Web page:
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Monday, September 13, 2004 - Page updated at 12:00 A.M.
U.S. mishandled Fallujah, general says
By Rajiv Chandrasekaran
That security force, known as the Fallujah Brigade, was formally disbanded last week. Not only did the brigade fail to combat militants, it actively aided them, surrendering weapons, vehicles and radios to the insurgents, according to senior Marine officers. Some of brigade's members even participated in attacks on Marines ringing the city, the officers said.
The comments by Lt. Gen. James Conway, made shortly after he relinquished command of the 1st Marine Expeditionary Force, amounted to a stinging broadside against top U.S. military and civilian leaders who ordered the invasion and the withdrawal.
His statements also provided the most-detailed explanation and justification of Marine actions in Fallujah this spring, which have been widely criticized for increasing insurgent activity in the city and turning it into a no-go zone for U.S. troops.
Conway arrived in Iraq in March, pledging to accelerate reconstruction projects as a way to subdue Sunni-dominated Anbar province. But he was soon confronted in Fallujah with the killing on March 31 of four U.S. civilian security contractors whose bodies were mutilated by a mob.
Conway said he resisted calls for revenge and advocated instead targeted operations and continued engagement with municipal leaders.
"We felt like we had a method that we wanted to apply to Fallujah: that we ought to probably let the situation settle before we appeared to be attacking out of revenge," he said in an interview with four journalists after his change-of-command ceremony. "Would our system have been better? Would we have been able to bring over the people of Fallujah with our methods? You'll never know that for sure, but at the time we certainly thought so."
He echoed an argument made by many Iraqi politicians and American analysts that the U.S. attack further radicalized an already-restive city, leading many residents to support the insurgents in the face of an American assault. "When we were told to attack Fallujah, I think we certainly increased the level of animosity that existed," he said.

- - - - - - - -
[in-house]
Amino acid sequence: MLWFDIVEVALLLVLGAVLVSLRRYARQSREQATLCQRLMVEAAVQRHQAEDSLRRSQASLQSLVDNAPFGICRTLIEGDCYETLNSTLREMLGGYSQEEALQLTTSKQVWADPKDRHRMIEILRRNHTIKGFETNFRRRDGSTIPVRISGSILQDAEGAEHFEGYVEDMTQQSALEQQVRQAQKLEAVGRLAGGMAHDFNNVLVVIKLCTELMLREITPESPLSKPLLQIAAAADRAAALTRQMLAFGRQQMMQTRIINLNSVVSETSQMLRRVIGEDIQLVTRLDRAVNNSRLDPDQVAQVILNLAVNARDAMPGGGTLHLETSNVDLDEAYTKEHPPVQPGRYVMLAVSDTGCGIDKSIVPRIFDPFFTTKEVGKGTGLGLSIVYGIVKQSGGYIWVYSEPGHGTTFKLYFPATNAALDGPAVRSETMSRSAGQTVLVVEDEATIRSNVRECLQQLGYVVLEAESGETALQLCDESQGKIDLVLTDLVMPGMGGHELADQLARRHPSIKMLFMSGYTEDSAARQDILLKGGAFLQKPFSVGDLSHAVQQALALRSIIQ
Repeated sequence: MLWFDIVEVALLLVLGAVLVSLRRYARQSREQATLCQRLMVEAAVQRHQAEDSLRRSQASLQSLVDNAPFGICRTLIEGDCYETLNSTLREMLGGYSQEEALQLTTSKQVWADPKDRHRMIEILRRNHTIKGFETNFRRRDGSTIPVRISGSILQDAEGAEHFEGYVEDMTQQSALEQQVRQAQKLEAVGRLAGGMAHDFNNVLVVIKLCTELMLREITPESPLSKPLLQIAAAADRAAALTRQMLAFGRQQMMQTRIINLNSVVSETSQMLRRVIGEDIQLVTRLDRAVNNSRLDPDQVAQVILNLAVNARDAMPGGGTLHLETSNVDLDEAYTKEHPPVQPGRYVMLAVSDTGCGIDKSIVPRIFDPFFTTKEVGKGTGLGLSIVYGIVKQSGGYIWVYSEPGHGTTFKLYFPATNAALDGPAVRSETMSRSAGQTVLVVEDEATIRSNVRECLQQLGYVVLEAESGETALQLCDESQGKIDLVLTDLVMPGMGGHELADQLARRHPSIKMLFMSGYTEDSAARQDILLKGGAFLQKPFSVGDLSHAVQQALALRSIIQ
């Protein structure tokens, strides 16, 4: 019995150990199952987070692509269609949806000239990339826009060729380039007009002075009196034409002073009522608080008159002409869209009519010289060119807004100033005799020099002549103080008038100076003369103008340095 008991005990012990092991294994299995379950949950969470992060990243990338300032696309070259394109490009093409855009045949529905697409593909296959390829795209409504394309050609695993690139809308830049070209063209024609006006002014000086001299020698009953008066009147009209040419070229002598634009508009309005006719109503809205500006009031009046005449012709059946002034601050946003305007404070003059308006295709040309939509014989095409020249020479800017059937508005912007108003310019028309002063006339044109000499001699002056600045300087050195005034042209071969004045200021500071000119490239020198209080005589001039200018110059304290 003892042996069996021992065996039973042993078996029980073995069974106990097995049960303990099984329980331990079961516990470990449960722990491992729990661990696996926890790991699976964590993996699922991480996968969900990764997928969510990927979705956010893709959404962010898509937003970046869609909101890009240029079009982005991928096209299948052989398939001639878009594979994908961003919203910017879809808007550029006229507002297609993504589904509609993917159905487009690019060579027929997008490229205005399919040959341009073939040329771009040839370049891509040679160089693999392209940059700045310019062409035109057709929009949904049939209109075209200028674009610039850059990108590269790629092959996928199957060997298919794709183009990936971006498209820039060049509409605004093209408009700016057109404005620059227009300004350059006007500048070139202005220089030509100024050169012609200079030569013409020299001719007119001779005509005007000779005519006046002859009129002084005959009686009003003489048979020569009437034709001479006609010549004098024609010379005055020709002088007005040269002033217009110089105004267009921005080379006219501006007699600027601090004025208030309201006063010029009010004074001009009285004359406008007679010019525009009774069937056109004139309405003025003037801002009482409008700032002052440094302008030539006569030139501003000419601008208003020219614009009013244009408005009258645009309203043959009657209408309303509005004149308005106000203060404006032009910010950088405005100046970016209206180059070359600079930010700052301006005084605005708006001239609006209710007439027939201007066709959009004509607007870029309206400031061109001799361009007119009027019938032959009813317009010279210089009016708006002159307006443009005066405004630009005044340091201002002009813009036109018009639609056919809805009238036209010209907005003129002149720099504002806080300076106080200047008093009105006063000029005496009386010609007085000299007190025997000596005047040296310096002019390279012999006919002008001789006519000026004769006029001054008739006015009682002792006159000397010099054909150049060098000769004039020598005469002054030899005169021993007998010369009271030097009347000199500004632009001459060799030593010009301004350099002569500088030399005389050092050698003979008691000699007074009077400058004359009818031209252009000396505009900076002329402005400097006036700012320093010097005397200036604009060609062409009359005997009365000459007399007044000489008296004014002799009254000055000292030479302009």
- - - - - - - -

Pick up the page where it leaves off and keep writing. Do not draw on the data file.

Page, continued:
Conway would not say where the order to attack originated, only that he received an order from his superior at the time, Lt. Gen. Ricardo Sanchez, the overall commander of U.S. forces in Iraq. Some senior U.S. officials in Iraq have said the command originated in the White House.
"We follow our orders," Conway said. "We had our say, and we understood the rationale, and we saluted smartly, and we went about the attack."
The Marine assault on Fallujah in April ended abruptly after three days after reports that hundreds of Iraqi civilians had been killed. Conway expressed displeasure at the order he received from Sanchez to cease offensive operations.
Noting that six Marines were killed and six wounded in those first three days, he said: "Fallujah was not costing us greatly. We were quite happy with the progress of the attack on the city. We thought we were sparing civilian lives everywhere and anywhere that availed itself to us. We thought we were going to be done in a few days. That's the Monday-morning quarterbacking."
The Marine encirclement of Fallujah was highly controversial. Iraqi political leaders and U.N. envoy Lakhdar Brahimi accused U.S. military commanders of engaging in "collective punishment" of the residents of the city.
Although the order to stop the fighting and seek an alternate solution was made above Conway, he was responsible for placing Iraqis in charge of security. He formed the Fallujah Brigade after the head of Iraq's intelligence service, Mohammed Abdullah Shahwani, brought a handful of former Iraqi army generals to the Camp Fallujah Marine base.
The generals offered to set up a force of more than 1,000 former soldiers from Fallujah who would control the city and combat the insurgents, including a cluster of non-Iraqi Islamic militants. In exchange, the Marines pledged to withdraw from the city.
But the brigade never developed as planned. Instead of wearing the desert camouflage uniforms the Marines provided, members dressed in their old Iraqi army fatigues. Instead of confronting insurgents, the former soldiers initially manned traffic checkpoints leading into the city. After a few weeks, even that ended.
Eventually, the 800 AK-47 assault rifles, 27 pickups and 50 radios the Marines gave the brigade wound up in the hands of the insurgents, according to Marine officers. Some Marines manning a checkpoint on the city's eastern fringe were shot at by gunmen they said were Fallujah Brigade members.
With no security forces in Fallujah now U.S. troops do not patrol inside the city limits the area has become a haven for insurgents, Marine officers said. Among the fighters believed to be holed up in Fallujah is Abu Musab al-Zarqawi, a Jordanian militant who is alleged to have organized car bombings, kidnappings and other attacks targeting Americans and Iraqis.
Over the past week, the U.S. warplanes have bombed suspected insurgent safe houses and other targets in the city. The military said those attacks have killed hundreds of insurgents.
Conway's successor, Lt. Gen. John Sattler, suggested that another incursion into the city would require not just the approval of Iraq's interim prime minister but also likely would involve the joint participation of Iraqi army units.
But he said he is unwilling to tolerate an insurgent-controlled city. "The status quo," he said, "is unacceptable."
Material from the Los Angeles Times is included in this report.
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